But with that success came a new problem. As fans discovered these high density networks and found new uses for them, demands on those networks grew rapidly, especially where teams or venue owners pushed mobile-device content strategies that added to the network load. In-spite of well placed access points, fan devices did not attach to the in-fill devices at the same rate that they attached to the overhead placements [6]. In-fill equipment remained lightly used and overhead placements absorbed hundreds of clients. Gains in system capacity stalled.

Close-up look at U.S. Bank Stadium railing enclosure during final construction phase, summer 2016. Credit: Paul Kapustka, MSR

Close-up look at U.S. Bank Stadium railing enclosure during final construction phase, summer 2016. Credit: Paul Kapustka, MSR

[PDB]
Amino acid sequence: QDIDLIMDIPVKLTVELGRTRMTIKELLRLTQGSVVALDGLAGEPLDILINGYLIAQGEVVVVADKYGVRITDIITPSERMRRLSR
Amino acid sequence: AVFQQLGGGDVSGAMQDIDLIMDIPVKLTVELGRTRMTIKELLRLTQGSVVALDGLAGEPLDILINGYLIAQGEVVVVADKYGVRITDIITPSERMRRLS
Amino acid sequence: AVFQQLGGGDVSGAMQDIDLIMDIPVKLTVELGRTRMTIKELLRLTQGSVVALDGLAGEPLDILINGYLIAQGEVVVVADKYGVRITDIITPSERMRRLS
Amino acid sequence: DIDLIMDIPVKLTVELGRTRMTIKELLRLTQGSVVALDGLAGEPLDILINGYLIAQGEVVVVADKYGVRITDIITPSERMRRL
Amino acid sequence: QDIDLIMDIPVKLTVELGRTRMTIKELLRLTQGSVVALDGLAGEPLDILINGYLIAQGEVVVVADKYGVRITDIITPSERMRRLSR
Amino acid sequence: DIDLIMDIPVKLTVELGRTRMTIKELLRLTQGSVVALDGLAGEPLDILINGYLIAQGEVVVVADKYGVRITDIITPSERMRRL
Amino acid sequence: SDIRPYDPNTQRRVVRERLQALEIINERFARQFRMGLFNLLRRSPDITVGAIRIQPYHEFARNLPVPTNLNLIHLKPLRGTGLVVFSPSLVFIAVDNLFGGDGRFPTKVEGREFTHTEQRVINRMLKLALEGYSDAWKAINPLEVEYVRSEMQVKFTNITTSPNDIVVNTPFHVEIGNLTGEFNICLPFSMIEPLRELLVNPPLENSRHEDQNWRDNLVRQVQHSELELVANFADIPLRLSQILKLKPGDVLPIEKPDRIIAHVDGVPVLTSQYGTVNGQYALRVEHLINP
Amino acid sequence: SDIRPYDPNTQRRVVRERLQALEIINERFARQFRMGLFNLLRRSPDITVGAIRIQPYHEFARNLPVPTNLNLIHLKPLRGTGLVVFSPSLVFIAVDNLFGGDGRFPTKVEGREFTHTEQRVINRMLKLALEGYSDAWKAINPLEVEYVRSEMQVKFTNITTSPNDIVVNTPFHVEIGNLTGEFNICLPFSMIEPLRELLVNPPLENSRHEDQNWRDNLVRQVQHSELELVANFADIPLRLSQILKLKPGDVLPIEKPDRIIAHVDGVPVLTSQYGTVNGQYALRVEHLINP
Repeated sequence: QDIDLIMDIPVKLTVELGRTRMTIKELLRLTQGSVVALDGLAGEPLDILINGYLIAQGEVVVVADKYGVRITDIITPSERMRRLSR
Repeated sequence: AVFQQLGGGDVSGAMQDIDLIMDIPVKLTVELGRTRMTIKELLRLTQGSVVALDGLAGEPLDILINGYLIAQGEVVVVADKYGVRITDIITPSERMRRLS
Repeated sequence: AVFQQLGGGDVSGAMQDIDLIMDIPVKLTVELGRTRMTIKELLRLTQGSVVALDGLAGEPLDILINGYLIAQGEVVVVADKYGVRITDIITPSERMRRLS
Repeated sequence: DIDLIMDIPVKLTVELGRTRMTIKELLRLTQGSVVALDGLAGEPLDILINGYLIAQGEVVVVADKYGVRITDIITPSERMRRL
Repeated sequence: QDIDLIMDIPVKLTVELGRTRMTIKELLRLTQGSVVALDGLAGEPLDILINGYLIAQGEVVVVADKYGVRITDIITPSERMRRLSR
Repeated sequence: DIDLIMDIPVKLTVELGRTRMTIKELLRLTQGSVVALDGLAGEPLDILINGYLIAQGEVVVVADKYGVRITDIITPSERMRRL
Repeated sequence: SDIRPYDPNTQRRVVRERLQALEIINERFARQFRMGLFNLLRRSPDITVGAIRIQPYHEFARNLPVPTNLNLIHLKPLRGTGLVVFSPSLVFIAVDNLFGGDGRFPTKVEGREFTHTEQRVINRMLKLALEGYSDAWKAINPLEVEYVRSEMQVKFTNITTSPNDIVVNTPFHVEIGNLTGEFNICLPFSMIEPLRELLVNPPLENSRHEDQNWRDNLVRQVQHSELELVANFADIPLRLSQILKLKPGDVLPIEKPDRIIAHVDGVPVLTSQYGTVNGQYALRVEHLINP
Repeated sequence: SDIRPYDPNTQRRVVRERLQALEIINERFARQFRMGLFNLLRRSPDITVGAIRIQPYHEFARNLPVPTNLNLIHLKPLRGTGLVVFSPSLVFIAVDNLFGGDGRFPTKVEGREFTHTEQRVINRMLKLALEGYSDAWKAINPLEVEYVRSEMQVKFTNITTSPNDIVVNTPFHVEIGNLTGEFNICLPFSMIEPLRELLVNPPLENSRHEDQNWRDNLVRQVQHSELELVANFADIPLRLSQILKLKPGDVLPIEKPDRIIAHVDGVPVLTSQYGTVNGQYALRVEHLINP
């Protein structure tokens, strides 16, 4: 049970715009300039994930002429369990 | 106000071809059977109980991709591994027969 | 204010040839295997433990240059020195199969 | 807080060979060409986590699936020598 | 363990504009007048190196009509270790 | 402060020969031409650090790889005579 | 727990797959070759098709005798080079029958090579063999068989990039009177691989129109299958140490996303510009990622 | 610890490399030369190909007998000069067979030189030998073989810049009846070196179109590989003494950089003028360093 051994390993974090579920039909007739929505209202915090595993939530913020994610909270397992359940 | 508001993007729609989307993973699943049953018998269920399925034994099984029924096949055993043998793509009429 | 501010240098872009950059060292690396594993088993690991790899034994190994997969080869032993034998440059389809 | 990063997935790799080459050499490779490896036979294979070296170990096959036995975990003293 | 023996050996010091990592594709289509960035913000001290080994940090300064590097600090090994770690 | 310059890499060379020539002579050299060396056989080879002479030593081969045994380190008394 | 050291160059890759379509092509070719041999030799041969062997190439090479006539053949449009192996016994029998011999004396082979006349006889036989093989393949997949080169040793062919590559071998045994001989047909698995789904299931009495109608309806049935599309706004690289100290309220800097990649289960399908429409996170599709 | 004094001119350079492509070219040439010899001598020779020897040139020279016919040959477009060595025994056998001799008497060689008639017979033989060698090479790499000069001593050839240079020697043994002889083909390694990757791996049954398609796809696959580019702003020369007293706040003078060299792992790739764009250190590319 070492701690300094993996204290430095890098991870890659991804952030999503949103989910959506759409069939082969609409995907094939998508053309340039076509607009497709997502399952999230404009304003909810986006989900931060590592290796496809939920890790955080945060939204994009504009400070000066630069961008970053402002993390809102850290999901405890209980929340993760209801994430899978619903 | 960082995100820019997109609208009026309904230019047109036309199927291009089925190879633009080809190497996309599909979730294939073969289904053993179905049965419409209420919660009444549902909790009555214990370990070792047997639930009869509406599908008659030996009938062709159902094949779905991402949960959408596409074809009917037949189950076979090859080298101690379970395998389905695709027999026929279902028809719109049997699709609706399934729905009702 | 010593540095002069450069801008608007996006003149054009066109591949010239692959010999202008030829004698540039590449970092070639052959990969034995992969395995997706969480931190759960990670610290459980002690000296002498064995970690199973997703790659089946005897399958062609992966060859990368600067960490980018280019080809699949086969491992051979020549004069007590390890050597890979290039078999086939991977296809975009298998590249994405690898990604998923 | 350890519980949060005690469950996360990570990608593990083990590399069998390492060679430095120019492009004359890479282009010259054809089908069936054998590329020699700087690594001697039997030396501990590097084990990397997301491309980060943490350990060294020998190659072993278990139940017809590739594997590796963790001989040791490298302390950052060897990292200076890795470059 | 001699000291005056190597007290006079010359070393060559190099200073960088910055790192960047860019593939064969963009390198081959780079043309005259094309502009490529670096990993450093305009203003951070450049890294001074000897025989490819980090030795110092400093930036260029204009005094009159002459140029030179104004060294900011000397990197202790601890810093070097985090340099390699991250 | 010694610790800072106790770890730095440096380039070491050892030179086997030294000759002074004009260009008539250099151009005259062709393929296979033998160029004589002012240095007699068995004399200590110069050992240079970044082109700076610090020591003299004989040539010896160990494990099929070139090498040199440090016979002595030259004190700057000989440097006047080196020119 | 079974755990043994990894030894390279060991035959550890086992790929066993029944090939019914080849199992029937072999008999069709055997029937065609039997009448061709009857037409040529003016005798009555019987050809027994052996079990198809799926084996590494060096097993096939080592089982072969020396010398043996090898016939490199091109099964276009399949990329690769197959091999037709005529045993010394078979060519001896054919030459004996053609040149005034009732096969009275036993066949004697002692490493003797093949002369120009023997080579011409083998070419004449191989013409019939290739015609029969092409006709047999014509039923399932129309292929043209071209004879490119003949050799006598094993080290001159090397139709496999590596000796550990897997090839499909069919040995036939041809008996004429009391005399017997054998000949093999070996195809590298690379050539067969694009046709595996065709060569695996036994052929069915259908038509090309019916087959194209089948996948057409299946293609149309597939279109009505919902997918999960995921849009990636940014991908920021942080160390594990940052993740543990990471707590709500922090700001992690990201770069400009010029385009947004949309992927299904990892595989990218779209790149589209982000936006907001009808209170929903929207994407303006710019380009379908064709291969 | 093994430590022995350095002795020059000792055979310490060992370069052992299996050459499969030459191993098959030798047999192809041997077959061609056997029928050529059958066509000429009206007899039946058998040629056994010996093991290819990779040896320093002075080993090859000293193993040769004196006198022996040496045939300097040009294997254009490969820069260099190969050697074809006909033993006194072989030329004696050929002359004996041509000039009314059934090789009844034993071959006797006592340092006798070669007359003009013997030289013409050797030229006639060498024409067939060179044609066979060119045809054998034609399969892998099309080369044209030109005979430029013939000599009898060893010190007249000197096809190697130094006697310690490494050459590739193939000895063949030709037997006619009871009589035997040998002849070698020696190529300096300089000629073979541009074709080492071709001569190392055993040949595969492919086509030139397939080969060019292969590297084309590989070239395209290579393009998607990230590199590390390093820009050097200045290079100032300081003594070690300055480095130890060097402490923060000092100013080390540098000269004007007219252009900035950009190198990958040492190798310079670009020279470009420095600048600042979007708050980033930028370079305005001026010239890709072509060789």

To overcome uneven system loading, designers needed to create a more even distribution of RF energy within the deployment. That required a consistent approach to deployment, rather than a mix of deployment approaches. The result was the elimination of overhead antennas in favor of access points and antennas installed within the crowd, closest to the end use; hence the name ‘Proximate Networks.’

Proximate networks come in two variations: handrail only and under seat only. In the hand rail only model, the designer eliminates overhead and front of section placements in favor of a dense deployment of hand rail enclosures. In the under seat model, the designer places the access point and antenna underneath the actual seating (but above the steel or concrete decking). In both models, the crowd becomes an important part of the design. The crowd attenuates the signal as it passes through their bodies resulting in consistent signal degradation and even distribution of RF energy throughout the seating bowl. The result is even access point loading and increased system capacity.